Mark Schofield: How Mitch Trubisky handles pressure, and 2 throws that should give Bears fans hope
“I’d rather win ugly than lose pretty.”
It is a rather common refrain, not limited to the former Florida State football coach, but if they’re keeping score, winning is much more important than looking good while you’re on the field or the court. Which is good for Chicago Bears’ quarterback Mitch Trubisky, in the wake of Chicago’s 16-14 victory over the Arizona Cardinals, in a game that Pro Football Weekly’s own Hub Arkush stated “redefined winning ugly.”
In Sunday’s outing, Trubisky completed 24 of 35 passes for 220 yards, with one interception and three sacks. You might be surprised to learn that by some metrics, it was Trubisky’s best outing of the season. His 6.3 yards per attempt showed an improvement over the 4.9 he posted in Week 1 and the 5.9 he posted in Week 2. So he’s got that going for him, which is nice…
The outing was not all bad, as Trubisky again showed some developmental progress as well as delivering on two throws in particular that demonstrate him at his best. In this Week 3 recap we’ll look at the good and the bad, examine how he faced pressure, and check in on some of Matt Nagy’s schematic influence on the young QB.
Against the Cardinals, Trubisky faced a number of pressure situations, where Arizona brought blitzes off the edge or from the slot to try and generate heat on the quarterback. Early in the game Trubisky showed an ability to decipher these pressure schemes and react accordingly, often replacing the blitz with the ball, a time-tested way of handling blitzes.
On this third-and-6 play from Chicago’s opening drive, the Cardinals blitz a linebacker and play Cover 1 behind the pressure scheme. Trubisky (#10) recognizes it immediately and hits rookie wide receiver Anthony Miller (#17) on a shallow crossing route, working through the area vacated by the blitzing linebacker:
As you can see, this begins with presnap motion, as Miller starts the play on the right side of the formation and motions across the football into the left slot. That gives Trubisky a pre-snap indicator of the coverage, in this case man, given that Bene’ Benwikere (#28) trails him across the formation. Helping your quarterback is a good thing, and using motion helps QBs identify coverage before the play. Trubisky also does a very good job of dropping his arm slot here on the throw, almost releasing it side-arm, so he can fit it around pressure.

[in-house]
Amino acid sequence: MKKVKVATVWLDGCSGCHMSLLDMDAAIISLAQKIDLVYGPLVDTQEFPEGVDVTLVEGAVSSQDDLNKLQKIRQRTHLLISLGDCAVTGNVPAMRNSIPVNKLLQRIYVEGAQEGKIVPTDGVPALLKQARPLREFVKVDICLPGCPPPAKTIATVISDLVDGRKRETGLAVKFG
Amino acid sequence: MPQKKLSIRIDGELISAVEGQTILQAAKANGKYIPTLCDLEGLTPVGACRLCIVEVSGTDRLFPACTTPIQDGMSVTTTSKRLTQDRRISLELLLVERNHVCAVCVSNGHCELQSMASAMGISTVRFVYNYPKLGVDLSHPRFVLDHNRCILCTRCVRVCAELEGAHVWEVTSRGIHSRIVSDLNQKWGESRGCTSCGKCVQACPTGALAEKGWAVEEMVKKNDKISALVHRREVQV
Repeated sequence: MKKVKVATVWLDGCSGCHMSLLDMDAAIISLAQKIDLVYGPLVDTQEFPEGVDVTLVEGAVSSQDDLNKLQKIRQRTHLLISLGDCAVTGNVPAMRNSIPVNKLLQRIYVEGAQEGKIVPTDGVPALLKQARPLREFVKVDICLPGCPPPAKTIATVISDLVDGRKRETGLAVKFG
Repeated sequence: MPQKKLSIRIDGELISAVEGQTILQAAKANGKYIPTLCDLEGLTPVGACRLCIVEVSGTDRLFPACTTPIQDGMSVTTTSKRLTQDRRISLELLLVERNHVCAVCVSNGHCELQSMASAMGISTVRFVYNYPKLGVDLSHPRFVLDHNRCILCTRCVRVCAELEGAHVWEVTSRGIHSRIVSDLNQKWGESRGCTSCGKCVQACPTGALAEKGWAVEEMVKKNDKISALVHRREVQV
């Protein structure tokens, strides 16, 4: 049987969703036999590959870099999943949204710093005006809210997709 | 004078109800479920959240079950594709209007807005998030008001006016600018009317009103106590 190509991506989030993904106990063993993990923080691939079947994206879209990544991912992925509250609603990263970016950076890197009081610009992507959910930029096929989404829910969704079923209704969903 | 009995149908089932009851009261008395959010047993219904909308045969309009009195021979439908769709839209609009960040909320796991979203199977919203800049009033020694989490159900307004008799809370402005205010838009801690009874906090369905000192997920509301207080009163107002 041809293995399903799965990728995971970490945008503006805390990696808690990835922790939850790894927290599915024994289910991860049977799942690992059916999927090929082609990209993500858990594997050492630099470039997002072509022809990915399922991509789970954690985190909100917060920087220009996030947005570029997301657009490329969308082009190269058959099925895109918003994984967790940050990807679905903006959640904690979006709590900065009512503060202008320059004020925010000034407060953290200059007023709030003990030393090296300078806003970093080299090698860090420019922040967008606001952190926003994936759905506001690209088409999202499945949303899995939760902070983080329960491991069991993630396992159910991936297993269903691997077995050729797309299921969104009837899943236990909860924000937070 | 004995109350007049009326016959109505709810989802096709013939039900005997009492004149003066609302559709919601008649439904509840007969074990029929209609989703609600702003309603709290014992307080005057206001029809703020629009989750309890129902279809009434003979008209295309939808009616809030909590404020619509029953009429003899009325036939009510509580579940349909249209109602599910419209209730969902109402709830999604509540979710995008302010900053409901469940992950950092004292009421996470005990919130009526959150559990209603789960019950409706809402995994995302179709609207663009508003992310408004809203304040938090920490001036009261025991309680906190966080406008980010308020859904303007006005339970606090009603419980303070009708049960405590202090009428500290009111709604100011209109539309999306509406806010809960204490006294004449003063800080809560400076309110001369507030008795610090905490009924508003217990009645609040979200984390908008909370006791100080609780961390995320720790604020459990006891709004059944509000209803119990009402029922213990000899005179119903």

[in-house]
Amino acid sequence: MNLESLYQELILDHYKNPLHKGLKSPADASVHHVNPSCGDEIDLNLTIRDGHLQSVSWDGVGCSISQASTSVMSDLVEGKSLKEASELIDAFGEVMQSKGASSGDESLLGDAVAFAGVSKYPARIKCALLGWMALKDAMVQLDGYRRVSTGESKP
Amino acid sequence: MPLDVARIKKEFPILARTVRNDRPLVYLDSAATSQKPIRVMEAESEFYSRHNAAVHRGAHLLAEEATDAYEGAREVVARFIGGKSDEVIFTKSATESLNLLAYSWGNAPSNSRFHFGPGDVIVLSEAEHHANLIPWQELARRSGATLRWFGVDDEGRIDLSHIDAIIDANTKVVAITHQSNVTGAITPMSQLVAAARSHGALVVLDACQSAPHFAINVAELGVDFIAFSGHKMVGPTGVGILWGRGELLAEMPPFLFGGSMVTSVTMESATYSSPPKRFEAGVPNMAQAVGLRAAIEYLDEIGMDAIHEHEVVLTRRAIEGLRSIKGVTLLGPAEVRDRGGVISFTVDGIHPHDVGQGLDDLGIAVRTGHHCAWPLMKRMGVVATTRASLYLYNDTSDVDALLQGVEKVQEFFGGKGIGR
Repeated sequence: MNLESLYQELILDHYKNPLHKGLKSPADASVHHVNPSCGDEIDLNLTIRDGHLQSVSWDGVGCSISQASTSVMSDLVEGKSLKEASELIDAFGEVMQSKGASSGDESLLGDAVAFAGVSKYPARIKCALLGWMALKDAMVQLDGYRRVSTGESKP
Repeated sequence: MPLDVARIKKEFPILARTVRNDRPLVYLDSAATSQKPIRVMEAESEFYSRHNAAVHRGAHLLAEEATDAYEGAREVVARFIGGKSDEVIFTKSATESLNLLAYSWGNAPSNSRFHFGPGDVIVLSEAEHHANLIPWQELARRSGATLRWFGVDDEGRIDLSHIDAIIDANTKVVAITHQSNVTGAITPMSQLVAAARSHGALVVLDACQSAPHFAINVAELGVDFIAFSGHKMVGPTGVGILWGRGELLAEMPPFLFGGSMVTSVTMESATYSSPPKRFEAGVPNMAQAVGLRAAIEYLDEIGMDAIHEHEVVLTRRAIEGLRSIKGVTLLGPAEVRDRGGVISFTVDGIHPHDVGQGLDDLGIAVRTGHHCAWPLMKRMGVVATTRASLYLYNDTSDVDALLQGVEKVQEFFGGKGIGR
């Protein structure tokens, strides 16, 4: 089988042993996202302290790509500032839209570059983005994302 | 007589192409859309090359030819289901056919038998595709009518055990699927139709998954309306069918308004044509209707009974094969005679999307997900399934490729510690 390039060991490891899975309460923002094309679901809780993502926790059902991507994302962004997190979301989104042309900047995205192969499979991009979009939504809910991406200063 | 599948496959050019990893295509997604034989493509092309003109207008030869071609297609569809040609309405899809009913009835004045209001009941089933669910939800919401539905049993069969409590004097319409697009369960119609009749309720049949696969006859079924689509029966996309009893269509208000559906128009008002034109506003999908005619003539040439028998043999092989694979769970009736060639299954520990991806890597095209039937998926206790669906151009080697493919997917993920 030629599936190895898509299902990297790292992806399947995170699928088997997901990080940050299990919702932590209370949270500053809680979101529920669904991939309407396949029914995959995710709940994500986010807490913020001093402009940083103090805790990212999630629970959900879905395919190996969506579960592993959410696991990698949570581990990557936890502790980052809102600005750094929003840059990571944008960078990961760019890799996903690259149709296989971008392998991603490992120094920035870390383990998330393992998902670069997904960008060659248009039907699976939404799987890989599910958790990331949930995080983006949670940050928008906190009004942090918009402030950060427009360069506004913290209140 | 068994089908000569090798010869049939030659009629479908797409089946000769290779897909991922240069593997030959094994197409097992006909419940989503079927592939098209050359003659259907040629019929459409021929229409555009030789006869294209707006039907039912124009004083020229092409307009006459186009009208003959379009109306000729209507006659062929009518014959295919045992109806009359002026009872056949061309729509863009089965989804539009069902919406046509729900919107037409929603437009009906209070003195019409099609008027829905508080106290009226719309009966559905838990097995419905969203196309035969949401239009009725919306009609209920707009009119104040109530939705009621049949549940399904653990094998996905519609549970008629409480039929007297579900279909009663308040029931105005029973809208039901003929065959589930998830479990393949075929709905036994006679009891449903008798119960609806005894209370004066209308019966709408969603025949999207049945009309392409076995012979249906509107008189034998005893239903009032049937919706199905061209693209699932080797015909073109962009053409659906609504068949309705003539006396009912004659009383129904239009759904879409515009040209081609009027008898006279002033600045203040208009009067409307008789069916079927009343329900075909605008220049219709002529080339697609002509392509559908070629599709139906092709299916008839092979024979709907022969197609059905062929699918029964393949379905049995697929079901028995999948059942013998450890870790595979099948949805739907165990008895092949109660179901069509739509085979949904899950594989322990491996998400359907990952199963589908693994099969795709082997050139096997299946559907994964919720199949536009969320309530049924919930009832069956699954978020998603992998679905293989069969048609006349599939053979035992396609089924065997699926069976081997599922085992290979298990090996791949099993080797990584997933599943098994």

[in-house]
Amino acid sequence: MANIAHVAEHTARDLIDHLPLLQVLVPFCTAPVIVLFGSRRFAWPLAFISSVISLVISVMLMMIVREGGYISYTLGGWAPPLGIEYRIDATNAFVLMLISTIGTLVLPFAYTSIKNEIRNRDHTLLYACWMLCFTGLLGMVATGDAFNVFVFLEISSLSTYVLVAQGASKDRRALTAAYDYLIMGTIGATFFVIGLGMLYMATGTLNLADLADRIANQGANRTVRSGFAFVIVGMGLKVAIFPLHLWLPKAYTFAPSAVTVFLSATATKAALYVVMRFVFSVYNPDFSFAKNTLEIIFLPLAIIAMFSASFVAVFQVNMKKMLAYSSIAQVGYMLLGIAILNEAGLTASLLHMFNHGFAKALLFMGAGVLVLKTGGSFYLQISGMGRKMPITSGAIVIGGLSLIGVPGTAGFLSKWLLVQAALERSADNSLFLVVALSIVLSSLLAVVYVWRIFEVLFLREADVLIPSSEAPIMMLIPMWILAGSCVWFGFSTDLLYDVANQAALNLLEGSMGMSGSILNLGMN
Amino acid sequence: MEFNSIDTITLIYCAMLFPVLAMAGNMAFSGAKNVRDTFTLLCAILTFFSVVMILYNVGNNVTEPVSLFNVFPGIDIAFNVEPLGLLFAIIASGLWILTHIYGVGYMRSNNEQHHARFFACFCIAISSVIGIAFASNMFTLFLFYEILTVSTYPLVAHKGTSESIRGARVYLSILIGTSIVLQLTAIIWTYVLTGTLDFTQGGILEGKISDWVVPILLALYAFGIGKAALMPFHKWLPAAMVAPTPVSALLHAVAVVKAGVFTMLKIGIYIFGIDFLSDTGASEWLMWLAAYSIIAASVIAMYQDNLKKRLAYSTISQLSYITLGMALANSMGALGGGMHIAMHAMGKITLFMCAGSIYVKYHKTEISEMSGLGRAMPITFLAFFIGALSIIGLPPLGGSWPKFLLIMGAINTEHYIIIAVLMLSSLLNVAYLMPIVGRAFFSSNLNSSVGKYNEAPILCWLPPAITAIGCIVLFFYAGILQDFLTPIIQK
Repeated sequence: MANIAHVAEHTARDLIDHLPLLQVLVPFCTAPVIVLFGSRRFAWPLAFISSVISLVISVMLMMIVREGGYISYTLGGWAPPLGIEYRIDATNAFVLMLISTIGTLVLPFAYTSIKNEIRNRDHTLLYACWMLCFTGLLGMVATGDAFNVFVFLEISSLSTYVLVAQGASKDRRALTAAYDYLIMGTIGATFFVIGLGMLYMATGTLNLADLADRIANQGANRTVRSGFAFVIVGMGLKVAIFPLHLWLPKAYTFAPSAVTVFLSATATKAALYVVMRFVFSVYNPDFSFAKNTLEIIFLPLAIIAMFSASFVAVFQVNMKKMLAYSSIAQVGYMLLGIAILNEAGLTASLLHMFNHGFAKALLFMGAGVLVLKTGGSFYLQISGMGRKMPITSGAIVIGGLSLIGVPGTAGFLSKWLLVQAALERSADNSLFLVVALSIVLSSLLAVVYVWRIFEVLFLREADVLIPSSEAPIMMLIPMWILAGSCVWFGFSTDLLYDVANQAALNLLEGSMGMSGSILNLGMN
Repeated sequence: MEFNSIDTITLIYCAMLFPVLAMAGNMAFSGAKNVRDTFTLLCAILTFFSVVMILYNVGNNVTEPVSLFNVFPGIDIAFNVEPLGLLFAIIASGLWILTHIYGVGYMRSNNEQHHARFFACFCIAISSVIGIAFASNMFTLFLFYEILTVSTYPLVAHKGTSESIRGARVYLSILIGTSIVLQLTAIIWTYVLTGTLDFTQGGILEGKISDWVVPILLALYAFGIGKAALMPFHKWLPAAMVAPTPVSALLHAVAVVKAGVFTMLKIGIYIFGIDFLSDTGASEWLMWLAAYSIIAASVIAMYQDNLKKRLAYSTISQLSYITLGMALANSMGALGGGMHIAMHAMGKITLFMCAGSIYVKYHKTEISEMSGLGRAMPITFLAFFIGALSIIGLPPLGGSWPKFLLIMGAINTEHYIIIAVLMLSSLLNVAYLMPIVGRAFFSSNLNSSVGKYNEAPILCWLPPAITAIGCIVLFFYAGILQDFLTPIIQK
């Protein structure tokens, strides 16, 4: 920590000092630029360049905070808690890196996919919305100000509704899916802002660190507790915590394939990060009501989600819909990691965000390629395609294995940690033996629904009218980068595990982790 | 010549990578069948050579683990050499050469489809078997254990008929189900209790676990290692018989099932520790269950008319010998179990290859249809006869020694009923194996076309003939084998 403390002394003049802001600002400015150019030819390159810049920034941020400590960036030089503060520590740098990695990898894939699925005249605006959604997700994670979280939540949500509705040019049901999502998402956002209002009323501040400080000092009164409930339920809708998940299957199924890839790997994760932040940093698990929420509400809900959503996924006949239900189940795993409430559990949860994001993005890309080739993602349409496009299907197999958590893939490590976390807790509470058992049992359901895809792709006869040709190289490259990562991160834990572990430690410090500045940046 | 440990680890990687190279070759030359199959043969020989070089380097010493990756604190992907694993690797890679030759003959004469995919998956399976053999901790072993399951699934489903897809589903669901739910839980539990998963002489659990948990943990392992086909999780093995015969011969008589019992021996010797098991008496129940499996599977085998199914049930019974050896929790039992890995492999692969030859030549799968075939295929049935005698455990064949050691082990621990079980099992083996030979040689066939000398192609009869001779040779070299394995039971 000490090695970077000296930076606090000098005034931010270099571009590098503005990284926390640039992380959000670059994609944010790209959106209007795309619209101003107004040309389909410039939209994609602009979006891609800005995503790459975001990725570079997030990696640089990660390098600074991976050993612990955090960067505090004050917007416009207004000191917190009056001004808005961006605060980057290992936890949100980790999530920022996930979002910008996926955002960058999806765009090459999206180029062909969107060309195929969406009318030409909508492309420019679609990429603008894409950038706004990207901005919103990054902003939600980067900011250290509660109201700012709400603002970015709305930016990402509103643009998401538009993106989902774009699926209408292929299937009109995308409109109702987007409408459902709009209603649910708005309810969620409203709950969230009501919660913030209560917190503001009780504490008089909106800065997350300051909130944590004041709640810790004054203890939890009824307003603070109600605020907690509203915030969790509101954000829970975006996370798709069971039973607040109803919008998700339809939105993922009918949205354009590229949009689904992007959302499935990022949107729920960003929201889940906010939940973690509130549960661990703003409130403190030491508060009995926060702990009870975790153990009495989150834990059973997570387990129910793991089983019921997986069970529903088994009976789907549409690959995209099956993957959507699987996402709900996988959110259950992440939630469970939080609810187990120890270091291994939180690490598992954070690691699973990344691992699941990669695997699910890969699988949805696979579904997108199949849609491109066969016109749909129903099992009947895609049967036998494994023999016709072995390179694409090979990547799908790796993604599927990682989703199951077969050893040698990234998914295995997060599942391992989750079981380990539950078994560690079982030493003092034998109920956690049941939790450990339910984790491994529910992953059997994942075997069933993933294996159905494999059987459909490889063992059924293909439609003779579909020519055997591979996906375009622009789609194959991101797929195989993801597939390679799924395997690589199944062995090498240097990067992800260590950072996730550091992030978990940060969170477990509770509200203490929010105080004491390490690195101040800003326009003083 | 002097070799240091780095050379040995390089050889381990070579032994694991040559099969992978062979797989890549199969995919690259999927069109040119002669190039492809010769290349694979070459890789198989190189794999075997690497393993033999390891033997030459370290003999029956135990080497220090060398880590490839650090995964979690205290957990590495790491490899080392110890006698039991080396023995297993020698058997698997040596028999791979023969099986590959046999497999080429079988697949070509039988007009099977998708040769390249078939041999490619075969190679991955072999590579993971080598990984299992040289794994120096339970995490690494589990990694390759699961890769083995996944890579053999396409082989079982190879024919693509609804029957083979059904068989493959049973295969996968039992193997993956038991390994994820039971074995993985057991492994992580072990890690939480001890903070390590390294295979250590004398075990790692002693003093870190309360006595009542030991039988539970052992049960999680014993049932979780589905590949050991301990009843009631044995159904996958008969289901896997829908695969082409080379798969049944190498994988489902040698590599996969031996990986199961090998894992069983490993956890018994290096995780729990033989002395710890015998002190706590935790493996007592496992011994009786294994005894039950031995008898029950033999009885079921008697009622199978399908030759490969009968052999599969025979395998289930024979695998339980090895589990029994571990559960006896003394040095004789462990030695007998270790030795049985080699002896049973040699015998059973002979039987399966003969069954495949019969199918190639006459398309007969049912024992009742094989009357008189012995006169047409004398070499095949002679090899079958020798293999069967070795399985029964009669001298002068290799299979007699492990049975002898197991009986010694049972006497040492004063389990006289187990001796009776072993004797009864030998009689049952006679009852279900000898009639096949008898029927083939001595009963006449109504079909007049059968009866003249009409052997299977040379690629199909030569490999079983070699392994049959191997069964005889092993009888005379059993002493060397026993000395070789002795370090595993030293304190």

Later in the first quarter he faced a blitz again, off the edge, and this time Trubisky needed to improvise a bit:
What happens here is that the Bears use a five-man protection scheme up front, releasing both the tight end and the running back from pass protection responsibilities. This protection scheme, often called a 70s protection scheme in most offensive systems, is slid toward the weakside linebacker, in this case to the right. But that means when the Cardinals have a slot cornerback blitz on the left side of the offense, Trubisky cannot expect him to be blocked. In essence, Trubisky himself is responsible for that blitzer. So when the QB sees him coming, he immediately slides himself to the right and away from him, buying him time to make this checkdown throw.
There was a play later on, however, where the young quarterback did not handle pressure as well as he could have.
Late in the first quarter the Cardinals show blitz on a third-and-7 play, walking a defender down on each edge and showing six-man pressure. The Bears have Trubisky in the shotgun and a three-receiver bunch to the right: